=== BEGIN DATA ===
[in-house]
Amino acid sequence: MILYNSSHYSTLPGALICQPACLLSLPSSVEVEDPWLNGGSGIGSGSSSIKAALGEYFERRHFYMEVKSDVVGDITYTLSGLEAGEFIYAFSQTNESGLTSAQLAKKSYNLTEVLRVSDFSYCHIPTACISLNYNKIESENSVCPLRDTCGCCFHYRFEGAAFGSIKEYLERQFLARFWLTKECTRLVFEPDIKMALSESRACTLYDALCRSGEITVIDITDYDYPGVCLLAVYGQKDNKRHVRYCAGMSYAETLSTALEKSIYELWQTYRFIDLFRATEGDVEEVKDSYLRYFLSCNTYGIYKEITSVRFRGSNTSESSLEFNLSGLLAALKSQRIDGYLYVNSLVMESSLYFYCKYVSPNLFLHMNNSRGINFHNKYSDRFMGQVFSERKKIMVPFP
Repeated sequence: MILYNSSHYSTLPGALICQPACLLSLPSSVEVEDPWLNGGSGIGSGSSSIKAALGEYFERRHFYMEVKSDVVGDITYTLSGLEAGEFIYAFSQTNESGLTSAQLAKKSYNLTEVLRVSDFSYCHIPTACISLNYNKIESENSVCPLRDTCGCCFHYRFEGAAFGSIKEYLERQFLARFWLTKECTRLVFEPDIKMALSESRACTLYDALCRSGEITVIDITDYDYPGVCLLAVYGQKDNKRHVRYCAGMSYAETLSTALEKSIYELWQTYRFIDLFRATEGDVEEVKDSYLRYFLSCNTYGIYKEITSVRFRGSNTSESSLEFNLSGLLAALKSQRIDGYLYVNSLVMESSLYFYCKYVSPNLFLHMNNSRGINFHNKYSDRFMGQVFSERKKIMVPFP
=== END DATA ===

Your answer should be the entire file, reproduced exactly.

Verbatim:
[in-house]
Amino acid sequence: MILYNSSHYSTLPGALICQPACLLSLPSSVEVEDPWLNGGSGIGSGSSSIKAALGEYFERRHFYMEVKSDVVGDITYTLSGLEAGEFIYAFSQTNESGLTSAQLAKKSYNLTEVLRVSDFSYCHIPTACISLNYNKIESENSVCPLRDTCGCCFHYRFEGAAFGSIKEYLERQFLARFWLTKECTRLVFEPDIKMALSESRACTLYDALCRSGEITVIDITDYDYPGVCLLAVYGQKDNKRHVRYCAGMSYAETLSTALEKSIYELWQTYRFIDLFRATEGDVEEVKDSYLRYFLSCNTYGIYKEITSVRFRGSNTSESSLEFNLSGLLAALKSQRIDGYLYVNSLVMESSLYFYCKYVSPNLFLHMNNSRGINFHNKYSDRFMGQVFSERKKIMVPFP
Repeated sequence: MILYNSSHYSTLPGALICQPACLLSLPSSVEVEDPWLNGGSGIGSGSSSIKAALGEYFERRHFYMEVKSDVVGDITYTLSGLEAGEFIYAFSQTNESGLTSAQLAKKSYNLTEVLRVSDFSYCHIPTACISLNYNKIESENSVCPLRDTCGCCFHYRFEGAAFGSIKEYLERQFLARFWLTKECTRLVFEPDIKMALSESRACTLYDALCRSGEITVIDITDYDYPGVCLLAVYGQKDNKRHVRYCAGMSYAETLSTALEKSIYELWQTYRFIDLFRATEGDVEEVKDSYLRYFLSCNTYGIYKEITSVRFRGSNTSESSLEFNLSGLLAALKSQRIDGYLYVNSLVMESSLYFYCKYVSPNLFLHMNNSRGINFHNKYSDRFMGQVFSERKKIMVPFP